Have a look at /demos/gos.

 

12 hours ago, Paul Christopher said:

Is this the time for me now to dive into GWIN? Or for what is the ugfx scheduler actually used?

The scheduler is also used for things like GTIMER which in turn is used by GINPUT and GWIN. As mentioned above, /demos/gos should help.

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Thanks Joel, the demo "demos\modules\gos\threads" works fine on my ESP32 which uses FreeRTOS. Using "Bare Metal" and my own setjmp replacement, it crashes on the ESP8266. The example does not work on Arduino Uno and Mega with "Bare Metal" either. So I am thinking about a replacement/enhancement for the threading in gos_arduino.c (without the setjmp solution in gos_x_threads). There are quite some generic Arduino threading libraries out there, but I haven't found one, that supports yield() within the threads. The all built on the principle that there is a central scheduler that regularily calls the threads (which are non-blocking and could for example be marked as 'paused').

Do you know some code that implements a cooperative scheduler supporting yield() without using setjmp and longjmp? I.e. a scheduler that simply relies on the completion of function calls? Or is this a mission impossible and I would be caught in infinte loops and race conditions? If the solution is not that efficient, I wouldn't care since real programmers who care about efficiency would not use the Arduino IDE. But I have simply no idea how to design a scheduler supporting yield without setjmp. By reinventing the wheel, I also might overlook some established principles. Any idea where to find some basic patterns for this cooperative scheduler?

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There are two ways to implement multi-tasking..

1. Write an assembly language routine for each CPU variant, or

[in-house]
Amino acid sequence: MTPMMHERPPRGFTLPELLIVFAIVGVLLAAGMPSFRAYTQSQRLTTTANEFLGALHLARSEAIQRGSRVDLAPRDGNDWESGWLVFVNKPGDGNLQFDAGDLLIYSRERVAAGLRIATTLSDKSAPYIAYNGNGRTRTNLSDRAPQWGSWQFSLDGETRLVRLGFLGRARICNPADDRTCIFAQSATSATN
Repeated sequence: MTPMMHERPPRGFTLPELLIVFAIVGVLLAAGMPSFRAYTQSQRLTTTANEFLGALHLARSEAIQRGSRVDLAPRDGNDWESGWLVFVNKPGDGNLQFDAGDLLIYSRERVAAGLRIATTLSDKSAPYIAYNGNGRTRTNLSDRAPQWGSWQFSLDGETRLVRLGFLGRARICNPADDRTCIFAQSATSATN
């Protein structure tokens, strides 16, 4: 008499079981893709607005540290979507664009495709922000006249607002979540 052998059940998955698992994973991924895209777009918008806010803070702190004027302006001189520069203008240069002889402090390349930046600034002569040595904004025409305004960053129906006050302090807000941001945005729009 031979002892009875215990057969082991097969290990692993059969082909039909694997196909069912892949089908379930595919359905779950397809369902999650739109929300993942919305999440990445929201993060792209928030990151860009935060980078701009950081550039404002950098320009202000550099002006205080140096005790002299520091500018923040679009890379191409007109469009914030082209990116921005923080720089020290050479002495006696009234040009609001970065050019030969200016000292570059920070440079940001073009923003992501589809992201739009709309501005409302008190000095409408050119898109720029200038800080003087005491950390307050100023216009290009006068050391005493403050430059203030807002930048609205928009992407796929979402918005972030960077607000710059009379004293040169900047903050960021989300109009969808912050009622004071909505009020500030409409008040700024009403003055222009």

2. cheat by using setjmp and longjmp.

Method 1 is used internally by FreeRTOS and any other multi-tasking operating system. The operating system writer has done all the hard work for you. Similarly for our BareMetal (RAW32) port we have written assembly routines for the Cortex Arm 0 to 7 series of processors.

Method 2 works because setjmp and longjmp are supposedly a standard part of the C library and therefore this method should work everywhere and on every CPU. The problem here is that sometimes the C library is missing these routines, sometimes it is buggy (setjmp and longjmp are usually not well tested by the library writers), and sometimes a C library from an not-fully-compatible CPU is incorrectly used. Stack checking code that is inserted by some compilers can also cause problems although this can usually be turned off with a compiler flag.

All of this is to provide general multi-tasking, either pre-emptive or cooperative. These other libraries you are talking about are NOT multi-tasking libraries but rather task execution frameworks (as evidenced by their lack of a yield function). They are not the same and uGFX requires true multi-tasking. We are looking at removing that requirement in future (with suitable restrictions in functionality) but that is definitely well after v3.0 as it requires very large internal changes and considerations.